I eventually completed my thesis project on the optical properties of molten semiconductor alloys with a lot of help from Uzi, who could design electronic circuits in his head. I’d found time between experimental runs to write a few science fiction stories, and even managed to sell a couple, but had kept the fact quiet for some reason. The name card outside Jim’s office read “J.C. Thompson”. Someone had defaced it to read “J.(esus) C.(hrist) Thompson” and the traces of the editorial were still visible. This worked its way into a story called “Marsman Meets the Almighty” featuring “A.(l)M.(ighty) Thorsen”. (This may have factored into the reason I kept my writing activities private.) But even before WikiLeaks, information wanted to be free, and it became apparent that Jim had read the story when, as the last question of my thesis defense, he asked me a question about it! Um, well, you see…
After that memorable defense, I went to Cornell for a postdoc with Al Sievers (thanks entirely to Jim’s contacts), met and married Karen, and we moved to Corning when I went to work in the R&D labs of Corning Glass Works (later renamed Corning, Inc., despite me voting my stock against the change). Karen had just completed her masters in pharmacology, and commuted back and forth to Ithaca while working on her PhD in bacteriology. When she finished and got a job at Cornell, we moved back to near Ithaca, buying an old drafty farm house on 35 acres so that she could have horses. The house had been rented to students (including Hugh Anthony Cregg III, who later called himself Huey Lewis, and several members of Orleans) for 20+ years, so we learned way too much about home renovation (pro tip: your most useful tool is a check book). I commuted to Corning while Karen taught in the Vet School. I found that Corning’s management had a short attention span and was easily distracted by shiny objects, so, in a checkered career, I worked on a large variety of projects including photochromic and photosensitive glasses, capacitors, metal monoliths for emission control, glass-ceramic pipe coatings for the petrochemical industry, thin-film transistors for flat panel displays, GRIN lenses, glass polarizers, and a bunch of stuff I’ve forgotten. I wrote a couple of popular articles for Scientific American, published a few scientific papers, and invented some things that got patented. I got to travel to, and collaborate with, Corning’s labs in France and Japan, and was visiting Samsung-Corning in Seoul, South Korea, on September 11, 2001.
I took early retirement in 2002, wrote some SF novels, sold none (a successful novelist, John Scalzi, is right: “Kids, take it from me. It’s not the writing of a novel that breaks your heart, it’s the attempt to sell it.”). Eventually I abandoned writing and turned to volunteering, which pays the same. I’ve been heavily involved with our local Friends of the Library for the last 8–10 years, serving as Secretary, President, and (next year) Treasurer. We run one of the largest book sales in the country with annual revenues over $500,000; the profits go to support local libraries and groups promoting literacy. Check out our web site: booksale.org. I’ve also recently been appointed to the Board of Trustees of the Tompkins County Public Library. No kids, sadly no longer any horses, but two cats and two dogs. And the house renovations are nearly done!”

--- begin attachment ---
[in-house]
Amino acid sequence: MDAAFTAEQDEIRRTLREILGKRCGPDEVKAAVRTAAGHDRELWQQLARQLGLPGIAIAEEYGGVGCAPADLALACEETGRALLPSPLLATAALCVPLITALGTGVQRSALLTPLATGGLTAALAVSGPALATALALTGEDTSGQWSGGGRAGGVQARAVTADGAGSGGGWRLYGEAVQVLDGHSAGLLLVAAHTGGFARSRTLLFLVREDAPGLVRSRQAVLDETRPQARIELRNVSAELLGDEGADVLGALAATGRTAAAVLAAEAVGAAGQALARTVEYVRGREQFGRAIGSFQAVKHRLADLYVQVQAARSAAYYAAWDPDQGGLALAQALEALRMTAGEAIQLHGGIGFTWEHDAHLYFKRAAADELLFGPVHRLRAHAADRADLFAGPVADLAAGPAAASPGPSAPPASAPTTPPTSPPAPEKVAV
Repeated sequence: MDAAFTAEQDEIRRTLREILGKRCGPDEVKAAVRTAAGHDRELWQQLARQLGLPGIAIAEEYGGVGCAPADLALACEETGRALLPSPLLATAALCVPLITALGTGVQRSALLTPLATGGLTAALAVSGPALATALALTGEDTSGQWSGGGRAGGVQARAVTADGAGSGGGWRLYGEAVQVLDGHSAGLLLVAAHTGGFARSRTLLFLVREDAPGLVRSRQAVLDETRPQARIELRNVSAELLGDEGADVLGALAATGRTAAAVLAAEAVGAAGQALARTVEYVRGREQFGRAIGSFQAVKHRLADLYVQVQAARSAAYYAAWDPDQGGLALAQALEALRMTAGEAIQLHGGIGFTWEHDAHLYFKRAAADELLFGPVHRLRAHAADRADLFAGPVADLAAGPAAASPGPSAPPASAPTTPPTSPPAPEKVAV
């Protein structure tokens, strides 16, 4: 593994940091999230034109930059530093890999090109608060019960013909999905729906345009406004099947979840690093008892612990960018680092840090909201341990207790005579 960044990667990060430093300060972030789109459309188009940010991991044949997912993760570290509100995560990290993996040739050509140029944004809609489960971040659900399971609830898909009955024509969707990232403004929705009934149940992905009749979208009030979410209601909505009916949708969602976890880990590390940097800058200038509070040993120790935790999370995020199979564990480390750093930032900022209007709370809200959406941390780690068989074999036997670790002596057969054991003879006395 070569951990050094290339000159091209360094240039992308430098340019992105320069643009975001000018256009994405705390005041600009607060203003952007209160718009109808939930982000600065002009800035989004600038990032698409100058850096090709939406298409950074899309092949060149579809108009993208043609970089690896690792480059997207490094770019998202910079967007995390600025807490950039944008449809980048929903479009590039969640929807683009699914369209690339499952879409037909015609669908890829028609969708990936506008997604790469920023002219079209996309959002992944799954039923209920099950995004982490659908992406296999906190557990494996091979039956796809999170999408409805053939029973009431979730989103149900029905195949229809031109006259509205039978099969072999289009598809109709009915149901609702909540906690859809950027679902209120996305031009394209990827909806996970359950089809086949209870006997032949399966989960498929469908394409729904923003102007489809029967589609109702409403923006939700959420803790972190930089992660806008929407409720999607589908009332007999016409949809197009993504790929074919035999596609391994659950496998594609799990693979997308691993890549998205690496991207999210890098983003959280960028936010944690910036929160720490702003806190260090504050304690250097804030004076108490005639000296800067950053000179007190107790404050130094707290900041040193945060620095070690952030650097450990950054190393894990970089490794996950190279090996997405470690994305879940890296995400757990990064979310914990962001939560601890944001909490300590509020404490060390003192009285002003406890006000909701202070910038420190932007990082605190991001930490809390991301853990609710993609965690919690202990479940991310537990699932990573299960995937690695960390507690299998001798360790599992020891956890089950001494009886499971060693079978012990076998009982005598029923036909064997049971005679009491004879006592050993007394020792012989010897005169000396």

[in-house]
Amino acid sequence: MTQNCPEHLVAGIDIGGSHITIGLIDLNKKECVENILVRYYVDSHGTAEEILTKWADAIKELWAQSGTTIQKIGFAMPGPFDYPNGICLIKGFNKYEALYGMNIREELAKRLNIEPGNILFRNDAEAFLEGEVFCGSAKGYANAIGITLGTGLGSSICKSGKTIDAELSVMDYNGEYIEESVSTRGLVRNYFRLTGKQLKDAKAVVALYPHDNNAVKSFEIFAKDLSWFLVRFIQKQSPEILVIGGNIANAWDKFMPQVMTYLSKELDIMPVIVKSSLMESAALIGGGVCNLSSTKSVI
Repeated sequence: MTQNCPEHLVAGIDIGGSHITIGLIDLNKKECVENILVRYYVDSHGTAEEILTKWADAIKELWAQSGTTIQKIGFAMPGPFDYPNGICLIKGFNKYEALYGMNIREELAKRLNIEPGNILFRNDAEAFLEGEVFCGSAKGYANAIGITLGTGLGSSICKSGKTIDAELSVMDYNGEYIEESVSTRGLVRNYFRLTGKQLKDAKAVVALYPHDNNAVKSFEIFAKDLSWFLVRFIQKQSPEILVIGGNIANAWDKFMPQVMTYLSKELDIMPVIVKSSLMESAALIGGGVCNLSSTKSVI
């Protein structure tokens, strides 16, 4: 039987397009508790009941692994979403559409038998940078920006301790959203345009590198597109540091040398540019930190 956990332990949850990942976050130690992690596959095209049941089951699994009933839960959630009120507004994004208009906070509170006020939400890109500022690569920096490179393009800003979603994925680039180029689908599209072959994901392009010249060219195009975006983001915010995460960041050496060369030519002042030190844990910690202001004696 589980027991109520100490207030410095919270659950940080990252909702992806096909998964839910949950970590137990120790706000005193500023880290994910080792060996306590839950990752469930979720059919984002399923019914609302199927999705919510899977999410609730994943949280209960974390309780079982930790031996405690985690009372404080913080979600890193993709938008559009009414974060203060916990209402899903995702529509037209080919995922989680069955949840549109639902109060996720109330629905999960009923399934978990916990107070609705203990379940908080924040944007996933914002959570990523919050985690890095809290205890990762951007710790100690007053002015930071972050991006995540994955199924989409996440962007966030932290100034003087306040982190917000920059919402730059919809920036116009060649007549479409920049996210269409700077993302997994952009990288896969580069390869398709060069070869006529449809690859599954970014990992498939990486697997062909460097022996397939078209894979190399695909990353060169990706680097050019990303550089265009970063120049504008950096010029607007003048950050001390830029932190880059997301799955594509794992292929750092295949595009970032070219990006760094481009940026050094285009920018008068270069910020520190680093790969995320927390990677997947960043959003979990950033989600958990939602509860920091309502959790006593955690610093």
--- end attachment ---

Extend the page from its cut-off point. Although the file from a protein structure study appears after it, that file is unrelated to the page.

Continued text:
David L. Johnston MA 1977
“As I was reading your email I realize how much my studies under Dr. Thompson have influenced my career. My first job was building and designing a particle accelerator only 2" in diameter, using the tritium-deuterium fusion to produce a neutron for logging of oil wells. Another job was building the Applied Material etch machines for memory chip fabrication. Then, just this year, I have taken a position at the University of Texas as a physics and mathematics tutor in the athletic department.
I am very thankful to Dr. Thompson the other students in his lab for all that I learned about physics, operating a lab and earning my masters degree.”
Randall B. Davis MA 1978
ENT Specialist, Fayetteville Ear Nose and Throat Clinic
Christine E. Krohn PhD -1978
Retired Senior Research Associate, Exxon Mobil
Tai-Sone Yih PhD 1981
Professor of Physics, National Central University
Daniel K. Blanks PhD 1982
Another fun story -- the coaxial arrangement of the electrodes was not the original design. The first experimental apparatus had the metal electrode and the wire screen poking into an evacuated glass tube. The light was beamed through the glass tube. This arrangement acted as an antenna picking up all of the electronic noise emitted by the strobe light we used as the first light source. The noise was horrendous and killed the initial measurement of the signal. I tried shielding the setup as much as I could, but it was still a big problem.
Thompson suggested I ask Uzi Even for suggestions. I always found going to Uzi to be rather daunting. He had a razor sharp mind and without really meaning to had a way of making you feel that whatever question you asked him was so simple that anyone should know the answer. Still, I was desperate, so I went to his office and presented the problem to him.
I figured he would take some time to think about it. And he did.
For like, 30 seconds.
Then he sketched the coaxial electrode setup. Beautiful. Elegant. Simple. Effective. Something I would have never thought of. It took him less than a minute. To this day, he is one of the smartest persons I ever met.
Victor M. Anderson PhD 1982
Wellington, New Zealand
Principal Advisor, eHealth Programmes: National Health IT Board of New Zealand
Raul Fainchtein PhD 1983
Principal Scientist, John Hopkins University Applied Physics Lab